Preaching Mistakes

By Mahatma Das - 14.11 2017

Preaching Mistakes I Have Made or Have Seen Other’s Make

The following is a list of (what I consider to be) mistakes that either I have made or have seen other devotees make while preaching. By preaching I mean helping a person come closer to Krsna. So “mistakes” would be saying or doing anything that could or will get in the way of this. Granted, we can sometimes make a mistake and it will not have adverse effects, so these are not absolutes. And it is even possible that some of these “mistakes” may occassionally end up helping someone. However, in general I have found that these kinds of “mistakes” normally have negative effects.

If you would like further explanations on any of these or would like to discuss them with me, please write me at

Your servant,
Mahatma das

1. Preaching without trying to understand people’s needs and interests
2. Continuing to speak without determining if people are understanding or accepting what you are saying
3. Not paying attention when people talk
4. Interrupting people when they talk
5. Not letting people talk
6. Speaking in a dogmatic way rather than making a logical and scientific presentation
7. Introducing or speaking elaborately on a very elevated subject that people may not be able to understand
8. Introducing or getting stuck on controversial topics
9. Compromising the truth to speak palatably
10. Not compromising the truth, yet not speaking in a way to get people to accept
11. Not giving enough preliminary explanation on a subject
12. Not relating the subject to people’s practical lives
13. Not interacting with your audience
14. Not understanding your audience
15. Speaking about subjects you don’t properly understand
16. Wasting time speaking to people who are not interested or who are antagonistic
17. Intimidating people
18. Using vocabulary that doesn’t correspond to a person’s social and educational level (“Hey dude, check this out” is not universally accepted as a cool way to talk)
19. Speaking harshly or loosing your temper
20. Using unfamiliar terms pertaining to Vaisnava culture and philosophy without explaining their meaning (you say “we are serving prasadam” and you didn’t explain what prasadam is)
21. Unnecessarily criticizing other religions or publicly exposing so-called spiritualists (Prabhupada avoided this as far as possible)
22. Being overly aggressive (to the point of upsetting people)
23. Focusing more on defeating people than on making a positive presentation (our goal is not to defeat people)
25. Not knowing when to stop speaking (you can ask, “do you want to hear more?”)
26. Acting or appearing fanatical (of course, it is inevitable that some people will think we are weird no matter what we do)
27. Transgressing the standard etiquette of your country, provided such etiquette does not contradict vaisnava principles.
28. Being unkempt or unclean
29. Being cold and unfriendly (when giving a lecture, at least first introduce yourself, welcome people and explain what the program will consist of before you begin chanting or speaking)
30. Being inflexible (we can only do it this way)
31. Doing anything illegal
32. Being impolite (impolite in terms of what the people you are preaching to term as impolite)
33. Arousing public mistrust by your words or behavior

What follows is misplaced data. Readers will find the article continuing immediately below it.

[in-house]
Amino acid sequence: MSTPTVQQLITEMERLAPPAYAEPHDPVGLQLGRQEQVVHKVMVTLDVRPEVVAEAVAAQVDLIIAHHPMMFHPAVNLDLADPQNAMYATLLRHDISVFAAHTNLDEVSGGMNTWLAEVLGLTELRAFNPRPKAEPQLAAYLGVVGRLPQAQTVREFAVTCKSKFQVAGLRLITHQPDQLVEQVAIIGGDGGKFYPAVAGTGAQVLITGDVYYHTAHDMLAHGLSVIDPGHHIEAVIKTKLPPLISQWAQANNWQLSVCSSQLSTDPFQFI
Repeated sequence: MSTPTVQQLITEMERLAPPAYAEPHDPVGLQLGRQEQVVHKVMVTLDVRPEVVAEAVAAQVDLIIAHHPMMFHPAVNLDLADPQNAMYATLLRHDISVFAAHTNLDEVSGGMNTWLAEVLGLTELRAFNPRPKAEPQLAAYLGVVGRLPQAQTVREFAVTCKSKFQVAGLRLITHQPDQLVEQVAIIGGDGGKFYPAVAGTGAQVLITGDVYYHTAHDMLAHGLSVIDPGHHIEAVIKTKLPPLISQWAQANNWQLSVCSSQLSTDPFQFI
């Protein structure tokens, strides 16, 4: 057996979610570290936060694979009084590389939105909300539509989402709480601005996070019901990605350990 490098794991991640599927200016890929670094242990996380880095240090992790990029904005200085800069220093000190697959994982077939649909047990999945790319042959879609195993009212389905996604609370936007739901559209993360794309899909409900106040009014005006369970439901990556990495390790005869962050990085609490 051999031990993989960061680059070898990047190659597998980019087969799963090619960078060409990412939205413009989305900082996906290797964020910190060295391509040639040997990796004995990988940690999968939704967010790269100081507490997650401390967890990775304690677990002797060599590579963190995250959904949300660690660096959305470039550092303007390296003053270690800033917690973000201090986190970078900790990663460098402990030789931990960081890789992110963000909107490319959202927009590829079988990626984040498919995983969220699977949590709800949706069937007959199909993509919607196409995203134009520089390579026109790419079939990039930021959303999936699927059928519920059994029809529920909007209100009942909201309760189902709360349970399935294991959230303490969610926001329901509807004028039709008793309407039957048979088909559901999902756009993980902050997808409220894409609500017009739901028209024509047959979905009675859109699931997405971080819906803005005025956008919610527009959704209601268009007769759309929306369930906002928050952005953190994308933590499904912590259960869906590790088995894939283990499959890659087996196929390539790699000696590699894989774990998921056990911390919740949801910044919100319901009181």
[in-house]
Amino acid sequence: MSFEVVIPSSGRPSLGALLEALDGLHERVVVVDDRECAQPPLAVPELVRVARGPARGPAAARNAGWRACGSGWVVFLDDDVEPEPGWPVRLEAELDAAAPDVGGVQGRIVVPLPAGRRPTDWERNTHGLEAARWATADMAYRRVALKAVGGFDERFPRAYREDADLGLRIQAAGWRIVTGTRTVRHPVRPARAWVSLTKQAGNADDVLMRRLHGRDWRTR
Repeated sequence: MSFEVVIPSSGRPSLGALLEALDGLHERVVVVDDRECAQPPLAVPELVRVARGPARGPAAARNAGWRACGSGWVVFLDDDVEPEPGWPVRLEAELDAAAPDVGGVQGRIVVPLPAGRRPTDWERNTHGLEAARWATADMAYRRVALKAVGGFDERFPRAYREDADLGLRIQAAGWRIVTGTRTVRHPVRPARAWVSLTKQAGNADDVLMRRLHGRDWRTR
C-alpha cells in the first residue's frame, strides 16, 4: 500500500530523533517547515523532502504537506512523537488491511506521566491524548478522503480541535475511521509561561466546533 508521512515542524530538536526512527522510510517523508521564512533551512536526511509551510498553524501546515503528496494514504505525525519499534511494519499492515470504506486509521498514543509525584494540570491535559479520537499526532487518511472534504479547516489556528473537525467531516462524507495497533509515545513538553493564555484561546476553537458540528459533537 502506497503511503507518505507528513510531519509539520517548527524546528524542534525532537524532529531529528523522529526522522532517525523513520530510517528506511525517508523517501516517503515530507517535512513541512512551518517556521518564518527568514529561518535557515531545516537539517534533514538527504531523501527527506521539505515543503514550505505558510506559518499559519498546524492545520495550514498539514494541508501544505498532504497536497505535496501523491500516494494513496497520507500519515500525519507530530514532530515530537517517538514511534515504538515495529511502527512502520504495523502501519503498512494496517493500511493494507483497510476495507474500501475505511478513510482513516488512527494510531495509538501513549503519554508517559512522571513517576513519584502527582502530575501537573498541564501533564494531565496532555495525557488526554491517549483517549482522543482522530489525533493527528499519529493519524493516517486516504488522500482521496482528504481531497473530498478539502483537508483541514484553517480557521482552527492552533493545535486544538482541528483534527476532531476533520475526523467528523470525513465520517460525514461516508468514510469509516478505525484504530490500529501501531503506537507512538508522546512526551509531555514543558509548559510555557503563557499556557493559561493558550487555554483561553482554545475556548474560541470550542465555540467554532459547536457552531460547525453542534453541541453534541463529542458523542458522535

34. Misrepresenting yourself to get money
35. Neglecting to spend time with someone who is really interested in Krsna consciousness
36. Spending too much time with someone who is not that interested in Krsna consciousness
37. Having a condescending mood
38. Not first validating people’s feelings or beliefs before you attempt to show the shortcomings in them (“so you feel that ……..,” “so you believe that …………..”)
39. Having a need to win an argument at all costs (you defeat the person and they go away upset and want nothing to do with KC)
40. Loosing site of the fact that creating a good relationship often goes further in helping someone become KC than defeating them or exposing their misunderstandings
41. To not behave as a perfect lady or gentleman
42. To not relate Krsna consciousness to an individuals unique circumstances.
43. To speak about something outside of Krsna consciousness that you know little of as if you know a lot about it
44. To speak about current trends in society when you are not well informed (for example, we put down yoga as gymnastics, whereas nowadays many people practice yoga as a “spiritual” process and incorporate mantra and eastern philosophy into their practice)
45. To give people too much too fast (sometimes we give so much in one lecture that people feel they got it all and there is no need to return or they feel that was too much to swallow and don’t want to come back)
46. To not follow up on contacts made with interested people, especially if you told them you would contact them.
47. To not admit you are a Hare Krsna when people ask, “Are you a Hare Krsna?”
48. To be a boring lecturer (Just because Krsna consciousness is the absolute truth doesn’t mean you can be a boring presenter and people will be attracted)
49. To allow boring presenters to give lectures
50. To pick on someone in the audience
51. To get in an unsavory heated debate with someone in the audience
52. To get in an unsavory heated debate in public.
53. Thinking that we can only help people by addressing philosophy when sometimes it is emotional issues that may be preventing people from accepting God or devotional service (for example, you can ask an impersonalist if they have problems or issues with relationships).
54. Attempting to counsel people in areas that require professional expertise (perhaps a couple has a serious marital problem that you are not fully qualified to resolve)